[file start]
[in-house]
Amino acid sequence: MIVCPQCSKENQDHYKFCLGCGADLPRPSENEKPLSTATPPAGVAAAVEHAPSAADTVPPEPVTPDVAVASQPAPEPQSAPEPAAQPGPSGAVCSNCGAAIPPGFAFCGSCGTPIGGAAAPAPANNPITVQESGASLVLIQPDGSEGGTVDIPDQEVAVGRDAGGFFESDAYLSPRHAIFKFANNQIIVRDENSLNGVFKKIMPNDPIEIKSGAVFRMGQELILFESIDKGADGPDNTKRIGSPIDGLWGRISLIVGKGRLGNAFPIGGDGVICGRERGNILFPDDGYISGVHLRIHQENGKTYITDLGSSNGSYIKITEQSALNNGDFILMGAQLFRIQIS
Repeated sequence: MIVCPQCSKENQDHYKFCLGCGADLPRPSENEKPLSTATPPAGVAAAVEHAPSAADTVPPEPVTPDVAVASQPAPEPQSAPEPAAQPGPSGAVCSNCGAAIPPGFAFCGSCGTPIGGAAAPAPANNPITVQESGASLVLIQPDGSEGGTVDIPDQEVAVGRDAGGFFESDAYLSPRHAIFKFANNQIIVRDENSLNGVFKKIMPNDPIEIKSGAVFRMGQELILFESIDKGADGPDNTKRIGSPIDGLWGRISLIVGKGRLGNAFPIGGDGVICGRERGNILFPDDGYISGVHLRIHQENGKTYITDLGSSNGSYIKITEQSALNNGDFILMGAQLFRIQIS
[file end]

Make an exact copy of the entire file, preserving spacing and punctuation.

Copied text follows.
[in-house]
Amino acid sequence: MIVCPQCSKENQDHYKFCLGCGADLPRPSENEKPLSTATPPAGVAAAVEHAPSAADTVPPEPVTPDVAVASQPAPEPQSAPEPAAQPGPSGAVCSNCGAAIPPGFAFCGSCGTPIGGAAAPAPANNPITVQESGASLVLIQPDGSEGGTVDIPDQEVAVGRDAGGFFESDAYLSPRHAIFKFANNQIIVRDENSLNGVFKKIMPNDPIEIKSGAVFRMGQELILFESIDKGADGPDNTKRIGSPIDGLWGRISLIVGKGRLGNAFPIGGDGVICGRERGNILFPDDGYISGVHLRIHQENGKTYITDLGSSNGSYIKITEQSALNNGDFILMGAQLFRIQIS
Repeated sequence: MIVCPQCSKENQDHYKFCLGCGADLPRPSENEKPLSTATPPAGVAAAVEHAPSAADTVPPEPVTPDVAVASQPAPEPQSAPEPAAQPGPSGAVCSNCGAAIPPGFAFCGSCGTPIGGAAAPAPANNPITVQESGASLVLIQPDGSEGGTVDIPDQEVAVGRDAGGFFESDAYLSPRHAIFKFANNQIIVRDENSLNGVFKKIMPNDPIEIKSGAVFRMGQELILFESIDKGADGPDNTKRIGSPIDGLWGRISLIVGKGRLGNAFPIGGDGVICGRERGNILFPDDGYISGVHLRIHQENGKTYITDLGSSNGSYIKITEQSALNNGDFILMGAQLFRIQIS